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Angkor Wat has always been on my bucket list. The opportunity to visit surfaced when a friend of a friend wanted to take a short trip there and so I tagged along. What a trip! These are my three most memorable encounters.
On holy grounds
Entry to Angkor Wat is charged at USD20 per person per day, and it’s worth every dollar as once you enter the massive temple grounds, you can visit all the other sacred spots and structures. You can walk around freely on your own, or hire a knowledgeable guide to take you around who will regale you with history and significant stories and fill you in on details that you may otherwise miss. We made a mistake of asking our driver to help us find a guide. It cost us USD20 per group. The guide was deadpan and monotonous, which caused us to almost fall asleep a couple of times. He didn’t show us much compared to the other guides we observed around us.
Angkor Wat itself is huge and has myriad carvings depicting different stories. Because we went on Thaipusam, a holy day, the highest peak was closed to visitors. If you want to see all of Angkor Wat, make sure to check your travel calendar against local holidays before you go.
After Angkor Wat, we proceeded to Ta Prohm. It was where Tomb Raider was filmed. Our tour guide told us that before the movie was shot, Ta Phrom was in ruins and tourists would normally just drive by instead of going in to visit. Today, it is one of the most visited temples in Siem Reap. The humongous trees that appear to almost swallow the entire temple were an extraordinary sight that also demonstrated the effects of time.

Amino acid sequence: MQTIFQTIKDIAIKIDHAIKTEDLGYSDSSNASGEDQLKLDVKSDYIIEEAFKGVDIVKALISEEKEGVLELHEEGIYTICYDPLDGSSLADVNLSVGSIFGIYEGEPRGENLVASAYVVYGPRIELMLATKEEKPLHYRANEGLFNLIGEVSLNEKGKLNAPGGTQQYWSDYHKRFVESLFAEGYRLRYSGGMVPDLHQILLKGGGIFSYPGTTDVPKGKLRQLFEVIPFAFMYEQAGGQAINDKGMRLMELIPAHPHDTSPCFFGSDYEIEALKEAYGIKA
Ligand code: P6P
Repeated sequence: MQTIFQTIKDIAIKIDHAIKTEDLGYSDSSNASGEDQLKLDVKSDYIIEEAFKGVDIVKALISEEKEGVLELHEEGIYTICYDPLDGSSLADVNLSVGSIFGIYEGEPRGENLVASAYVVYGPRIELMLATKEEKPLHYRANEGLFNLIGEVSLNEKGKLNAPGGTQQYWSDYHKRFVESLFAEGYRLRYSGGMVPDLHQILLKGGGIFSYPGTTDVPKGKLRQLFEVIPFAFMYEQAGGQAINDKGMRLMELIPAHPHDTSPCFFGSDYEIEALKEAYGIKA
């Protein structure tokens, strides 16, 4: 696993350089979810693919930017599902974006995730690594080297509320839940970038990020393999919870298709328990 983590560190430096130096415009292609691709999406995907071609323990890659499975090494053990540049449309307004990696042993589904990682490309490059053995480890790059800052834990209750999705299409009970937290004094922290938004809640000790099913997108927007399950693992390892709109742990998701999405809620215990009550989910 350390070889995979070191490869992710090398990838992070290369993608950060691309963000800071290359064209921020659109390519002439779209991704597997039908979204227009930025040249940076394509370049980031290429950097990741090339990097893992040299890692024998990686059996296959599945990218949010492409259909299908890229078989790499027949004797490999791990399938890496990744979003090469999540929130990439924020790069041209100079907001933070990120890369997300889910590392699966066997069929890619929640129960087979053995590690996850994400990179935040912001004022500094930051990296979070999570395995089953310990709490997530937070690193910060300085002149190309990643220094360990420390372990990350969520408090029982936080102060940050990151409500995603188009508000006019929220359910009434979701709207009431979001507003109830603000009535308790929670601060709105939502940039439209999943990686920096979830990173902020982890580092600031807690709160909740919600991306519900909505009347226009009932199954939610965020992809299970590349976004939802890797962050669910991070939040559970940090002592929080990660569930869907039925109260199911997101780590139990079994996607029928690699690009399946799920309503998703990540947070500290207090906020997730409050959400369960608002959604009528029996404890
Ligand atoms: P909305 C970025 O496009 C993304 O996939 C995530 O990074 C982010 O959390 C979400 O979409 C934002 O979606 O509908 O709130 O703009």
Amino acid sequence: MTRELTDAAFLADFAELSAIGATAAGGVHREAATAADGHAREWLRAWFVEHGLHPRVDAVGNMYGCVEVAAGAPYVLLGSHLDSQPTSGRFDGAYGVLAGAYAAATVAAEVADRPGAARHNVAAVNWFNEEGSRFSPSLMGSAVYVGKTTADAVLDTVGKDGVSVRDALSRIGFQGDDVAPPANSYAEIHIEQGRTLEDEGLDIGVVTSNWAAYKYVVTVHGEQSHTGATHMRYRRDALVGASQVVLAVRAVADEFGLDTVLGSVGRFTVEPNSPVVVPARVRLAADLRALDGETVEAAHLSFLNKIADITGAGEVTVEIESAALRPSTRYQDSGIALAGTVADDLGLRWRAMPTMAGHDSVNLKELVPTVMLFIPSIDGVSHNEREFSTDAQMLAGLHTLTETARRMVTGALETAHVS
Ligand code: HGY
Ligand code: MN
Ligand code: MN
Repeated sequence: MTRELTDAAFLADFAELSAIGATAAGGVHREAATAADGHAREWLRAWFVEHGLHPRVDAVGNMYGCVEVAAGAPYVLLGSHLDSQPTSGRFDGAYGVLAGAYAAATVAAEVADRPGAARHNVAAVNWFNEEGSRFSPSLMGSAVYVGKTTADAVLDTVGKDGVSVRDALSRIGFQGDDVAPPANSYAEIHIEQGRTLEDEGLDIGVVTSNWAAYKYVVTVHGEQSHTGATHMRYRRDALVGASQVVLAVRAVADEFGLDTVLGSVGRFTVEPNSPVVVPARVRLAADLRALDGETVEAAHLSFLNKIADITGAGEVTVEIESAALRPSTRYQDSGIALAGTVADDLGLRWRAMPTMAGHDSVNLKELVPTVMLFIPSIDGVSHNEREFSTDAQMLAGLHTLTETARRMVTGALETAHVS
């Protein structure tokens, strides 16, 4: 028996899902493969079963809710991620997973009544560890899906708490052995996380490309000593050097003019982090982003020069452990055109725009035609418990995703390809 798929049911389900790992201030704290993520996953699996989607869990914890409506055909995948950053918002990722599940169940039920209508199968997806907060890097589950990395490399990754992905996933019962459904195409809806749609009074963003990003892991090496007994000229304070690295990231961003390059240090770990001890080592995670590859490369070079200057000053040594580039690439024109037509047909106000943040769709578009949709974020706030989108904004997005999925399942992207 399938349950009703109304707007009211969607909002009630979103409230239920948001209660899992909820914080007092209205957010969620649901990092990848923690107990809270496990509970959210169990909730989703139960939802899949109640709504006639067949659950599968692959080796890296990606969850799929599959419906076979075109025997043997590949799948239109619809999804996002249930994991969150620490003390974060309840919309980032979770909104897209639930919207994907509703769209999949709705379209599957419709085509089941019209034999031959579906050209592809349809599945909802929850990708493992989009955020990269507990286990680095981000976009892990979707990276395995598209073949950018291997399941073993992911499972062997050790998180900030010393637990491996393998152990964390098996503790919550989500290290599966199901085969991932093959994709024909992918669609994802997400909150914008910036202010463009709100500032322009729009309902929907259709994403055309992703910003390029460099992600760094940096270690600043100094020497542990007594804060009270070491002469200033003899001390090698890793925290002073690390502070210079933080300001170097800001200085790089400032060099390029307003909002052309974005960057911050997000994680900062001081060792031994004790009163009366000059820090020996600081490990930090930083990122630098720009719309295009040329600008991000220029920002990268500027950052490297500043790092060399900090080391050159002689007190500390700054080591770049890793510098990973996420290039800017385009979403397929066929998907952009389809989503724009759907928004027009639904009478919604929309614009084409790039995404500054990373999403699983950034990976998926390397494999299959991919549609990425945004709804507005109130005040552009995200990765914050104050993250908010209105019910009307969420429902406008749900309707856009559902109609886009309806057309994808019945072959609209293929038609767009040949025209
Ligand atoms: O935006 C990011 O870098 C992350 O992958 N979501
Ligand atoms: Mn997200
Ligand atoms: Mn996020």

Our third and final stop was to the Bayon Temple. Here, you can see the famous enormous four-faced Buddha. Be prepared to climb a lot of stairs and when you reach the section of the temple that was conquered by bats, hold your breath.
All in all, Angkor Wat is a must-visit. Just be sure to ask around for recommendations before hiring a guide.
A cheap stay, and live ‘entertainment’
We stayed at a hostel called Funky Flashpacker that charged just USD8 per night for a bed. Now staying in hostels is not uncommon for me when I travel on a budget. This, however, proved to be quite an experience as this was no normal bunk-and-bed but a party hostel.
Most of the staff are Westerners, as are 95% of the guests – very good looking with nice bodies, I might add! If you’d like to go and ‘cuci mata’ (feast on eye candy) while in Siem Reap, I can tell you where to go…
On our first night there, the guy staying on the top bunk decided to bring a guest – one of the girls from another dorm. They actually went at it while most of us were sleeping and obviously couldn’t care less if other people were walking in and out of the dorm. The following night, the same guy brought a different girl and was clearly planning to do the same. He started by playing some music while they made out. This time, all of us were awake. A few seconds in, I heard Friend A asking, “Are you guys going to be loud?” The guy replied, “I’ll turn off the music”. Friend A asked again, “Are you guys going to be LOUD?” He didn’t really reply after that. Obviously he knew what Friend A meant. Soon after, they left the dorm and headed to the common bathroom, presumably to resume their session…
“Please don’t write on the Buddha!”
Food and entrance fees to places of interest can be a little pricey, especially given our weak Ringgit. We had to pay USD20 to visit Kulen National Park and also Tonle Sap Lake, and in my opinion, both places are not worth going. The 1000 Lingas is just a small stream with carvings. At Kulen Park, there is a reclining Buddha that many will stop to take photos with. Walk around to the back and you will see how much vandalism has been going on. So much so, they had to put up a sign that reads “Please don’t write on the Buddha”!
All in all, it was a memorable trip and I would recommend anyone who hasn’t been to Siem Reap to make a trip there. You must visit Angkor Wat at least once in your lifetime, and experience the grandeur and beauty of the majestic temples.
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